Create a simple calculator app in React

Today we’ll be creating a new react app, a calculator. While the operations are very simple, it’s a bit of struggle to fix things in place and maintain a proper state.

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Here’s the demo of the app we’ll be creating.

https://medium.com/media/c6ae29786a7bf9da8c741bb0ac8bda9a/href

create-react-app is where we begin to make sure you have node, npm, create-react-app as usual.

If you don’t, install NodeJS (comes with npm) from here.

Install create-react-app with npm install create-react-app –global on a terminal.

That is all the installation part.

Create a new react app with create-react-app react-calculator. Make sure not to have space in your app name, beginners make this mistake frequently.

cd react-calculator
npm start

This should start a react welcome page, like one below.

I’ll break down the calculator app to individual small chunks. To begin with, it has some JSX that looks like HTML but is actually JavaScript. This JSX makes the calculator app to be rendered on the screen. It has a bunch of divs and buttons with class names. The CSS magic is cooked into the classNames to make it look nice.

Libraries used to create Calculator in React

  1. react, react-dom
  2. mathjs
  3. immutability-helper

How to begin?

I started with create-react-app and continued adding components. Now, the app has following components:

  • App — main placeholder component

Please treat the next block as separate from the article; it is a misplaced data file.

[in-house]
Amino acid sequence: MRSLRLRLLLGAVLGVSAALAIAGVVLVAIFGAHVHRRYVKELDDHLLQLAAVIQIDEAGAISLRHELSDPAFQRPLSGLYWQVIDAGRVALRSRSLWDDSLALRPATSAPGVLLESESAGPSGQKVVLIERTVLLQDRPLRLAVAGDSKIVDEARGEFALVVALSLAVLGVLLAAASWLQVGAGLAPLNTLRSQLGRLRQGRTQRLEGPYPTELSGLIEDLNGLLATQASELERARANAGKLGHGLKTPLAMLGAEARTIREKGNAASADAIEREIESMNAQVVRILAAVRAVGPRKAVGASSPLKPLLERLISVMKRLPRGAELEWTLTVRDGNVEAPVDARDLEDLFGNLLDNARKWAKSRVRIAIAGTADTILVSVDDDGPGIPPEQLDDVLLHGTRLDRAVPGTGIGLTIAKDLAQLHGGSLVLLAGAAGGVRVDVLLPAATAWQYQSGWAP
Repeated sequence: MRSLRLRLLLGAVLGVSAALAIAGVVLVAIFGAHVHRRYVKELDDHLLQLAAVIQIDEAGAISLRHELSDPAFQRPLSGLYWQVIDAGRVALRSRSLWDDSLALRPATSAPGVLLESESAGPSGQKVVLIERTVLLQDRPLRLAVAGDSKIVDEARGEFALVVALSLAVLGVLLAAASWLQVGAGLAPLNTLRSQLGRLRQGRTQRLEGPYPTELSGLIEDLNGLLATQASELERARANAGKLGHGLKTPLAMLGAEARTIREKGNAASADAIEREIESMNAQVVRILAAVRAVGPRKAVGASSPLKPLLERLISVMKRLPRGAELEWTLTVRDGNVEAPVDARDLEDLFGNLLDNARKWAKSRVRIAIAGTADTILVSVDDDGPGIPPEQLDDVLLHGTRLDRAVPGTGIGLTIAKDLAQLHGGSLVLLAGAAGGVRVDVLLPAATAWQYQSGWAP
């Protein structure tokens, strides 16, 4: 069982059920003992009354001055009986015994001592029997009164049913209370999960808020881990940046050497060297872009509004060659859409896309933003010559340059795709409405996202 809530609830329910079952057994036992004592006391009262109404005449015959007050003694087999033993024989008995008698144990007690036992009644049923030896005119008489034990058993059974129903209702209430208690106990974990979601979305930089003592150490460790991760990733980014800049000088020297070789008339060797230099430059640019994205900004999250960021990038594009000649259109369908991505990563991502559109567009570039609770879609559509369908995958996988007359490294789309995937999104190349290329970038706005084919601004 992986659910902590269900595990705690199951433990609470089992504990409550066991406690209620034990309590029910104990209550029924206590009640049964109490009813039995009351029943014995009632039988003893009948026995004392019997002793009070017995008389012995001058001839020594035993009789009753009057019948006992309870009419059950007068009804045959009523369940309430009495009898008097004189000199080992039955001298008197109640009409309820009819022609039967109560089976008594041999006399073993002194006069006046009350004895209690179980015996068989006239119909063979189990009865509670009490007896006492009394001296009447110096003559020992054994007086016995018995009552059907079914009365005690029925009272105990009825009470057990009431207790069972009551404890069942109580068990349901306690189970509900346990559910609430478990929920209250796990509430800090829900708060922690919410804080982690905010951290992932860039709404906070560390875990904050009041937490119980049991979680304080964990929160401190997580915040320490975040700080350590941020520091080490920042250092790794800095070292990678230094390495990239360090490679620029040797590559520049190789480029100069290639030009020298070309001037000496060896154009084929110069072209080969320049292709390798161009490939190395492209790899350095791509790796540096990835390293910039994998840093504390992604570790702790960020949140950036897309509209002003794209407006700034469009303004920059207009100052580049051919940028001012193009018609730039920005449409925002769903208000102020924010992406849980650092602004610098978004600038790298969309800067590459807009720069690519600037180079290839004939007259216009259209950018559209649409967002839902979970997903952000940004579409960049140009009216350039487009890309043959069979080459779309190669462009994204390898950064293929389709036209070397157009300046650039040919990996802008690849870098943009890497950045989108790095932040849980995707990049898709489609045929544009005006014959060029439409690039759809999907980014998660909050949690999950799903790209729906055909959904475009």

• Buttons — placeholder for an individual button
  • Button — individual button
  • Display — the display bar on top

Handling calculator components

Our calculator performs addition, subtraction, multiplication and division operations. We’ll store all the user input in a variable and calculate on entering equal to (=) sign.

Since input variable has to be modified at every press of a button, we’ll use the state to handle this.

What is the state in React?

The state in react refers to the data state in a component. If the same state is used to render multiple parts in the page, all values will be updated when it changes from anywhere in the app. We use this to store the button presses and diplay values in the display bar.

We must initialize the state, we do this via a constructor.

class App extends Component {
constructor() {
super()
this.state = { operations: [] }
}
.....
}

The operations variable is the array of button inputs, it may look like [2, *,4, -, 1].

We have the numeric buttons 0–9 and operators +, -, *, /. We also have clear, equals and decimal buttons. Each button has a click handler.

render() {
return (




)

It returns a Buttons which holds all the buttons together.

class Buttons extends Component {
render() {
return
{this.props.children}

}
}